Teams of New England Institutions Win Funding for Food Economies
The Henry P. Kendall Foundation recently announced six teams of college and university dining programs, along with their community partners, as winners of the 2019 New England Food Vision Prize. The $250,000 awards to each team will support innovative ideas designed to improve the health, sustainability and vitality of the region’s food system by increasing the amount of regionally produced food on campus menus.
Emory U Partners to Purchase Local Food
A new partnership between the university and The Conservation Fund aims to help break down barriers faced by farmers and supply campus with fresh, local, sustainably grown food. The Conservation Fund’s Working Farms Fund purchases farmland within a 100-mile radius of metro Atlanta, placing conservation easements on it to permanently protect it from development and harmful environmental practices, and leases the land to farmers with a 10-year path to ownership, selling it to them at the end of their lease. In turn, Emory enters into food purchase agreements with those farmers.
Hope College Launches Reusable Cup Campaign
Through the new Cupanion Cup Initiative, students, faculty and staff can purchase a reusable cup for $5 and use the Fill it Forward app to track the impact of using the cup on waste, power and emissions.
Appalachian State U Adds Vegan Dining Station
The new, completely vegan food station, Terra Verde, has a menu of in-house made meals featuring whole-food ingredients and designed around a five-week rotation that changes each semester.
Acadia U Growing Greens Via Hydroponic System
The university recently partnered with its food service provider, Chartwells, to bring a hydroponic, vertical growing system housed inside a repurposed shipping container to campus. It will produce greens and microgreens year-round and employ students.
U Pittsburgh Signs 'Cool Food Pledge'
The Cool Food Pledge is an initiative of the World Resources Institute. All signatories will work together to reduce food-related greenhouse gas emissions 25 percent by 2030. The university recently signed the pledge alongside the U.N. Climate Action Summit.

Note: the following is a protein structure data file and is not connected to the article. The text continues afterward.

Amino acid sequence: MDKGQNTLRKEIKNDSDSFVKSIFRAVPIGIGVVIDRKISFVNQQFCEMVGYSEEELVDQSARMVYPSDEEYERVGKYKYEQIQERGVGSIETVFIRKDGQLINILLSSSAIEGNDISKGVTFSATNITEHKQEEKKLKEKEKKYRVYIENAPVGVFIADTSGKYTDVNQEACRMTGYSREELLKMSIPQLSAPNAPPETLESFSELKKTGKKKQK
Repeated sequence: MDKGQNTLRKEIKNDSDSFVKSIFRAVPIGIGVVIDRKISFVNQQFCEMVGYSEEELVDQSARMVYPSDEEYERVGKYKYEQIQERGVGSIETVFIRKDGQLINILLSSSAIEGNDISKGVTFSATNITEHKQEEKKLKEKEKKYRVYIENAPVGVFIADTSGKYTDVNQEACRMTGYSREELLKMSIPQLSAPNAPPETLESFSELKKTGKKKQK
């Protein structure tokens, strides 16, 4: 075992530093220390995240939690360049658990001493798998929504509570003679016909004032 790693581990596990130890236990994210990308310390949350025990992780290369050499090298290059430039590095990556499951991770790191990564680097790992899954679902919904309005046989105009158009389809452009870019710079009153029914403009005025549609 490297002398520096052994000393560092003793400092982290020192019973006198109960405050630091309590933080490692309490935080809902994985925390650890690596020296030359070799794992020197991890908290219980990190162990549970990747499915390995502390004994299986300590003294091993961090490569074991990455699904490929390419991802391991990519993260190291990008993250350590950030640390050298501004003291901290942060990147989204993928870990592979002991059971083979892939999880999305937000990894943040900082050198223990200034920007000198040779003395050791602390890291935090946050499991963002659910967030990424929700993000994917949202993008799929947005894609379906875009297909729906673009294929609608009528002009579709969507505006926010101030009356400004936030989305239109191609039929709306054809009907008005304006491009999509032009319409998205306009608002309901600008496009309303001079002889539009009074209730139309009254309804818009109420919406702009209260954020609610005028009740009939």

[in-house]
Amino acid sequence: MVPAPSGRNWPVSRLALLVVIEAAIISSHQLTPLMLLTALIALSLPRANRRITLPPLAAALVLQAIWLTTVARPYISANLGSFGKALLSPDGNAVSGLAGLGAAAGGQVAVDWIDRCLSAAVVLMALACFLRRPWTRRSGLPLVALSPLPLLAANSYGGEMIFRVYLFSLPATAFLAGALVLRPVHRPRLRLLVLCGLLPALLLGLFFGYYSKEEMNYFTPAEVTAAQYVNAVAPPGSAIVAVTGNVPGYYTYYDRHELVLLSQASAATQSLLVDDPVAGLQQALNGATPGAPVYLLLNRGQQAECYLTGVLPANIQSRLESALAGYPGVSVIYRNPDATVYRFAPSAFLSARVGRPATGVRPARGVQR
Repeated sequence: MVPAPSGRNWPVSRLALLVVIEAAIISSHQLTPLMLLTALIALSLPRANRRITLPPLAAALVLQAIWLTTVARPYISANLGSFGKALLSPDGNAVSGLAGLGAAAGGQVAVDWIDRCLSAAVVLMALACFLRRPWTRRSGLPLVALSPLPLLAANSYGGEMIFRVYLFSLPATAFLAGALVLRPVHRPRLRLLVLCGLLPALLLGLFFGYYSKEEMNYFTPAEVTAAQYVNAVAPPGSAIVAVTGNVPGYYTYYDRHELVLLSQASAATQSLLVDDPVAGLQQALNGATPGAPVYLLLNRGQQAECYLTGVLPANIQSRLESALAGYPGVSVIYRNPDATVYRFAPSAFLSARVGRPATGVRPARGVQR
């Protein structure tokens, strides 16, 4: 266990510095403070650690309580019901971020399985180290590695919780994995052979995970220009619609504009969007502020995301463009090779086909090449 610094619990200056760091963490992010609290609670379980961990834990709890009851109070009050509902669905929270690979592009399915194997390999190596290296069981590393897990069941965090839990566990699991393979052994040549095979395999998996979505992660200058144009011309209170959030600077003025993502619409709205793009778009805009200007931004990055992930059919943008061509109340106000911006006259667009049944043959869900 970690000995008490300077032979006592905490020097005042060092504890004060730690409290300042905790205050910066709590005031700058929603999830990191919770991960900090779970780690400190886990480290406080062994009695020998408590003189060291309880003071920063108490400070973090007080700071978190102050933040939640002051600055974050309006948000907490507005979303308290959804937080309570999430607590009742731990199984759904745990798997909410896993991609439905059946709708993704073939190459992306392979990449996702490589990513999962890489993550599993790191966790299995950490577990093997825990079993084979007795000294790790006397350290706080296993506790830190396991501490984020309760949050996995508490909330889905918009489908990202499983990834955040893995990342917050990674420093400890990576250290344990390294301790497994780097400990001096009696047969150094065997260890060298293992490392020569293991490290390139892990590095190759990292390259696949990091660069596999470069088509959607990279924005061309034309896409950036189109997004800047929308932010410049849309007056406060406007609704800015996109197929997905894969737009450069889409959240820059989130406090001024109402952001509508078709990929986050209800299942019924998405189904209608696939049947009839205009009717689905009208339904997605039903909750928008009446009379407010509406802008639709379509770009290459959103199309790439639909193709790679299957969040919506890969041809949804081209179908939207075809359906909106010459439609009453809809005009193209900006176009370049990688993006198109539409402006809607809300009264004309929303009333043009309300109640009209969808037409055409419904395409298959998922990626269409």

U Oregon Residential Dining to Focus on Reusable Dishware
Beginning fall quarter, all residential dining centers at the university will serve meals on reusable plates, bowls and silverware. This change from single-use, disposable dishes and cutlery will affect approximately 15,000 meals each day when school is in session. This change was prompted by compost collectors discontinuing any collection of plant-based plasticware, wood and paper products.
Ohio U Introduces Food From Student Farm
The university has begun sourcing food from its Student Farm, which has also been running a weekly produce sale. Money earned from the sale of produce goes back to funding food studies-themed internships for students.
U California Merced Launches 'No Food Left Behind' Initiative
The No Food Left Behind initiative provides the campus community with two ways to help ensure there is no food waste for catered events on campus. Students, faculty and staff can sign up for text alerts when leftover food might be available after a catered event, and event attendees may bring food containers to take remaining food after the event is over.
U Colorado Boulder Introduces Aluminum Cup at Stadium
A new partnership was recently announced that will bring Ball Corporation's recyclable aluminum cup to the university's Folsom Field during the 2019 football season. The CU Athletic Department hopes to significantly reduce plastic use in the stadium during the 2019 season, with the university's goal of becoming plastic-free in sports venues by 2020.
U Maryland Signs 'Cool Food Pledge'
The pledge commits the university to reducing food-related greenhouse gas emissions 25 percent by 2030. It is an initiative from the World Resources Institute to fight climate change and bring more sustainable food to dining halls, campus cafes and event catering.
Simon Fraser U Reduces Single-Use Plastics